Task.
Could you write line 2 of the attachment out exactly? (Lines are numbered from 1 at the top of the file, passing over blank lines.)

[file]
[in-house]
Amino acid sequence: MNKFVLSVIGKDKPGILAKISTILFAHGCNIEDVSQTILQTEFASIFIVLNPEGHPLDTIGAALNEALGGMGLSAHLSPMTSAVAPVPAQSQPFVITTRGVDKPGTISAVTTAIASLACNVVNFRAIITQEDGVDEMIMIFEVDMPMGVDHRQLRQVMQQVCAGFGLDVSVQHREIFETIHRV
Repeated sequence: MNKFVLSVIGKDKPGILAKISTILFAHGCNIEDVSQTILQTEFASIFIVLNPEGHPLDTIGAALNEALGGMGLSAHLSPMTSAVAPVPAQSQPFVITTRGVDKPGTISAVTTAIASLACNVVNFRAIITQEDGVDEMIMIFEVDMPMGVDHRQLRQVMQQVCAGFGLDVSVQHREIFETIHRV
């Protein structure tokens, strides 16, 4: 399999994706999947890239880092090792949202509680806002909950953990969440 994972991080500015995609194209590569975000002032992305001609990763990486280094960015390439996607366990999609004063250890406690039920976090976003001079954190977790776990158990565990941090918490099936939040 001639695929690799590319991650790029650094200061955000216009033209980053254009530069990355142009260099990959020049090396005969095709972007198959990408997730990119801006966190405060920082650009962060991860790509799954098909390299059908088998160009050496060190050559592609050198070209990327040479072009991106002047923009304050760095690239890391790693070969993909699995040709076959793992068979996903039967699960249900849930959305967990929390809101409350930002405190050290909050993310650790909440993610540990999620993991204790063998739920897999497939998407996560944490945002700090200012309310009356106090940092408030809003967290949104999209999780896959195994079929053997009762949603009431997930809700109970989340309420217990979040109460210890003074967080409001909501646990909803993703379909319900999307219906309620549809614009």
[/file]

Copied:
Amino acid sequence: MNKFVLSVIGKDKPGILAKISTILFAHGCNIEDVSQTILQTEFASIFIVLNPEGHPLDTIGAALNEALGGMGLSAHLSPMTSAVAPVPAQSQPFVITTRGVDKPGTISAVTTAIASLACNVVNFRAIITQEDGVDEMIMIFEVDMPMGVDHRQLRQVMQQVCAGFGLDVSVQHREIFETIHRV